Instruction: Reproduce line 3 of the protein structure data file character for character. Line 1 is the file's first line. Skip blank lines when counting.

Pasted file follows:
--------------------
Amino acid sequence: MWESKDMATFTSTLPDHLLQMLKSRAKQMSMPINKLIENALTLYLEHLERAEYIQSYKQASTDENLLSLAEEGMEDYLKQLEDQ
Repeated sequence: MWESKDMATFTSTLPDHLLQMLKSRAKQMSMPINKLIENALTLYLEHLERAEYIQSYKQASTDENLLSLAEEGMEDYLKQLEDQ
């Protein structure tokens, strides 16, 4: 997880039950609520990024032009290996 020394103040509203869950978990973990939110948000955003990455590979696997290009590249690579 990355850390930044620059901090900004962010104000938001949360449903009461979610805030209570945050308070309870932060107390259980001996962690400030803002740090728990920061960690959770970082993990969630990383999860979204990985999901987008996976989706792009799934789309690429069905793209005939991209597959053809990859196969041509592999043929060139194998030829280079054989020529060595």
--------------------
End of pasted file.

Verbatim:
């Protein structure tokens, strides 16, 4: 997880039950609520990024032009290996 020394103040509203869950978990973990939110948000955003990455590979696997290009590249690579 990355850390930044620059901090900004962010104000938001949360449903009461979610805030209570945050308070309870932060107390259980001996962690400030803002740090728990920061960690959770970082993990969630990383999860979204990985999901987008996976989706792009799934789309690429069905793209005939991209597959053809990859196969041509592999043929060139194998030829280079054989020529060595």